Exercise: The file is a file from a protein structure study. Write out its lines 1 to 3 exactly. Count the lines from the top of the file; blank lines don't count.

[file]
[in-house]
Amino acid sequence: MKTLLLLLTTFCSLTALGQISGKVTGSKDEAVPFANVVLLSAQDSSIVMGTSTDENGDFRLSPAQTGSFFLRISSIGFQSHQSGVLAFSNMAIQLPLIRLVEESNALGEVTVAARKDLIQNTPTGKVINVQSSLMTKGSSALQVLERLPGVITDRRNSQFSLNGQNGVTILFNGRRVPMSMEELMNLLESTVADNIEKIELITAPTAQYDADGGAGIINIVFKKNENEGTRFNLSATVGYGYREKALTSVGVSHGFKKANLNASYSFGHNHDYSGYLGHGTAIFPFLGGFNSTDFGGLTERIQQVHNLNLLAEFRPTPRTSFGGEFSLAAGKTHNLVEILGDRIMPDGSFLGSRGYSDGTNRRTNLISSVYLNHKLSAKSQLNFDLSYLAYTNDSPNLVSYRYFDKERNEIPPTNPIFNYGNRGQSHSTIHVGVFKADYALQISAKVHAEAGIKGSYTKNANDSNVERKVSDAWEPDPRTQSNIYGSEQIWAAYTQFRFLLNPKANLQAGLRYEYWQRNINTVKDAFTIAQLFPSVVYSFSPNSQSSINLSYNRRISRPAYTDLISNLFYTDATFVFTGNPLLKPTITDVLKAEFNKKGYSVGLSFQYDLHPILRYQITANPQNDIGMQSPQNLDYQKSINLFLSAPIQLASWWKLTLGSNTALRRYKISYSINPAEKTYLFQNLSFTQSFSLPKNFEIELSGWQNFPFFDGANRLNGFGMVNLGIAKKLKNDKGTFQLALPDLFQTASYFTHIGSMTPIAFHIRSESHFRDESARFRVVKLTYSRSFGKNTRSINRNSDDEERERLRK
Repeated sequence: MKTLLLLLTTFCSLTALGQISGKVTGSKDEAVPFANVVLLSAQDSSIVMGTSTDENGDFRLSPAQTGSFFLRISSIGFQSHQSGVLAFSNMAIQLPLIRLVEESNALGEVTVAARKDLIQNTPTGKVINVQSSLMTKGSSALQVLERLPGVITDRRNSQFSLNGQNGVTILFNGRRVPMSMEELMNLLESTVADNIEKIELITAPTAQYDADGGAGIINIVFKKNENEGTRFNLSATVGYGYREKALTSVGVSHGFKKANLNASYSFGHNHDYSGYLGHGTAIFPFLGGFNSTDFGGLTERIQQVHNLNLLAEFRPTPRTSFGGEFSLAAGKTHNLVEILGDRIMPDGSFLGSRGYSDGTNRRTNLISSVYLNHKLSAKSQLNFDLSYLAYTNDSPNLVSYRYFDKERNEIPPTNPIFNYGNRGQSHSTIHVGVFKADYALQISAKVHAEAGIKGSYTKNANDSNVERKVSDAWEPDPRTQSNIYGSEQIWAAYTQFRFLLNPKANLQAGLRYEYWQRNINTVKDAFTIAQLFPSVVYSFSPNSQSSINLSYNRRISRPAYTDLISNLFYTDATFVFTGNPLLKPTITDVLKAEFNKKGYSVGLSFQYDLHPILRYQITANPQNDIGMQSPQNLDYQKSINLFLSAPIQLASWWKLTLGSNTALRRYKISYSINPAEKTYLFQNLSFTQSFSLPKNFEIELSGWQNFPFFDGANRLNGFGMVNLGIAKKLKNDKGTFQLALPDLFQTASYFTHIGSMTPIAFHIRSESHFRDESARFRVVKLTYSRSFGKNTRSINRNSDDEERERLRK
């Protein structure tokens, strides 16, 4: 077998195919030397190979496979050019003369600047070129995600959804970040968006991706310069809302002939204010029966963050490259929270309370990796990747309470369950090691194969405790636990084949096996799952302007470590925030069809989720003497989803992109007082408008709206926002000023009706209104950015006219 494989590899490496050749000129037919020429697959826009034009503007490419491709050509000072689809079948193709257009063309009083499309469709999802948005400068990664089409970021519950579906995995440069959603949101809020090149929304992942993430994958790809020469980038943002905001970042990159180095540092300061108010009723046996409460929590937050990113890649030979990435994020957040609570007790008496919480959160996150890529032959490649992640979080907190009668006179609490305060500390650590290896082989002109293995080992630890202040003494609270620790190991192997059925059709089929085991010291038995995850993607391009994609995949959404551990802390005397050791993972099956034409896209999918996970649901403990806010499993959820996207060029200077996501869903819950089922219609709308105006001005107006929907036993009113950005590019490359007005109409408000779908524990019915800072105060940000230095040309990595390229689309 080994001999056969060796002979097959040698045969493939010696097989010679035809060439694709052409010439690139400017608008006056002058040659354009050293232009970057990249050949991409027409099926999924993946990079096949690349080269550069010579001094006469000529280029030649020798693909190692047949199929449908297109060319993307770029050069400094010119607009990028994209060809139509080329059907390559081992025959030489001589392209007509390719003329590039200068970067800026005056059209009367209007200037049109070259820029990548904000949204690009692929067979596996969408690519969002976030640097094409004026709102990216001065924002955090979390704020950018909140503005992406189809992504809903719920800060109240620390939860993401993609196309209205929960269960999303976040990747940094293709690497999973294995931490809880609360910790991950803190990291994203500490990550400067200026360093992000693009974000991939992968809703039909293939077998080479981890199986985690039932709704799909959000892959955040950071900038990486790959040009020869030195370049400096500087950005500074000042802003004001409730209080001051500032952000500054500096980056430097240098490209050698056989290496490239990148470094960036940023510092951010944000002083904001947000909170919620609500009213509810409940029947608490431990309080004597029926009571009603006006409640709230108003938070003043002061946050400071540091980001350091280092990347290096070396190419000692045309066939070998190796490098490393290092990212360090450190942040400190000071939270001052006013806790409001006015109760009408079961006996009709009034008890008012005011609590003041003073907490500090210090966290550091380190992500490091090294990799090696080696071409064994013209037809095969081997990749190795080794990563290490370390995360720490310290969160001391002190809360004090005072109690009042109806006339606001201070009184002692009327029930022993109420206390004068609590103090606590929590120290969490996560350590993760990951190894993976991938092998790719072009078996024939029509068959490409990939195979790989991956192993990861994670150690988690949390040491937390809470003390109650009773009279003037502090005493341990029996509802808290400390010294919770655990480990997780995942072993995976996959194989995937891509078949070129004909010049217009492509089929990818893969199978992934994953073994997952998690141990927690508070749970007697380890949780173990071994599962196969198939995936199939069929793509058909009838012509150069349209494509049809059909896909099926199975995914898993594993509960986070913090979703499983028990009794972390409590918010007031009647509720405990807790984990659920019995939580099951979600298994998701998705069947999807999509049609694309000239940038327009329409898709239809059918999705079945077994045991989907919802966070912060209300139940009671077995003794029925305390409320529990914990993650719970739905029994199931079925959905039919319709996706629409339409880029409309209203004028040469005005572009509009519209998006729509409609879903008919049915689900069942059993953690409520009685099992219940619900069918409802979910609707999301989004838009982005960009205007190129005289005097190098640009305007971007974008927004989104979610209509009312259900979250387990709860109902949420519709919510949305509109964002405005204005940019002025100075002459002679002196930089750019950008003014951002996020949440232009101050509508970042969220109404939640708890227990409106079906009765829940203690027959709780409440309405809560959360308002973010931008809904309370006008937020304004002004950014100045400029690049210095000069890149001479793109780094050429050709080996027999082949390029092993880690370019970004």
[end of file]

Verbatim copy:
[in-house]
Amino acid sequence: MKTLLLLLTTFCSLTALGQISGKVTGSKDEAVPFANVVLLSAQDSSIVMGTSTDENGDFRLSPAQTGSFFLRISSIGFQSHQSGVLAFSNMAIQLPLIRLVEESNALGEVTVAARKDLIQNTPTGKVINVQSSLMTKGSSALQVLERLPGVITDRRNSQFSLNGQNGVTILFNGRRVPMSMEELMNLLESTVADNIEKIELITAPTAQYDADGGAGIINIVFKKNENEGTRFNLSATVGYGYREKALTSVGVSHGFKKANLNASYSFGHNHDYSGYLGHGTAIFPFLGGFNSTDFGGLTERIQQVHNLNLLAEFRPTPRTSFGGEFSLAAGKTHNLVEILGDRIMPDGSFLGSRGYSDGTNRRTNLISSVYLNHKLSAKSQLNFDLSYLAYTNDSPNLVSYRYFDKERNEIPPTNPIFNYGNRGQSHSTIHVGVFKADYALQISAKVHAEAGIKGSYTKNANDSNVERKVSDAWEPDPRTQSNIYGSEQIWAAYTQFRFLLNPKANLQAGLRYEYWQRNINTVKDAFTIAQLFPSVVYSFSPNSQSSINLSYNRRISRPAYTDLISNLFYTDATFVFTGNPLLKPTITDVLKAEFNKKGYSVGLSFQYDLHPILRYQITANPQNDIGMQSPQNLDYQKSINLFLSAPIQLASWWKLTLGSNTALRRYKISYSINPAEKTYLFQNLSFTQSFSLPKNFEIELSGWQNFPFFDGANRLNGFGMVNLGIAKKLKNDKGTFQLALPDLFQTASYFTHIGSMTPIAFHIRSESHFRDESARFRVVKLTYSRSFGKNTRSINRNSDDEERERLRK
Repeated sequence: MKTLLLLLTTFCSLTALGQISGKVTGSKDEAVPFANVVLLSAQDSSIVMGTSTDENGDFRLSPAQTGSFFLRISSIGFQSHQSGVLAFSNMAIQLPLIRLVEESNALGEVTVAARKDLIQNTPTGKVINVQSSLMTKGSSALQVLERLPGVITDRRNSQFSLNGQNGVTILFNGRRVPMSMEELMNLLESTVADNIEKIELITAPTAQYDADGGAGIINIVFKKNENEGTRFNLSATVGYGYREKALTSVGVSHGFKKANLNASYSFGHNHDYSGYLGHGTAIFPFLGGFNSTDFGGLTERIQQVHNLNLLAEFRPTPRTSFGGEFSLAAGKTHNLVEILGDRIMPDGSFLGSRGYSDGTNRRTNLISSVYLNHKLSAKSQLNFDLSYLAYTNDSPNLVSYRYFDKERNEIPPTNPIFNYGNRGQSHSTIHVGVFKADYALQISAKVHAEAGIKGSYTKNANDSNVERKVSDAWEPDPRTQSNIYGSEQIWAAYTQFRFLLNPKANLQAGLRYEYWQRNINTVKDAFTIAQLFPSVVYSFSPNSQSSINLSYNRRISRPAYTDLISNLFYTDATFVFTGNPLLKPTITDVLKAEFNKKGYSVGLSFQYDLHPILRYQITANPQNDIGMQSPQNLDYQKSINLFLSAPIQLASWWKLTLGSNTALRRYKISYSINPAEKTYLFQNLSFTQSFSLPKNFEIELSGWQNFPFFDGANRLNGFGMVNLGIAKKLKNDKGTFQLALPDLFQTASYFTHIGSMTPIAFHIRSESHFRDESARFRVVKLTYSRSFGKNTRSINRNSDDEERERLRK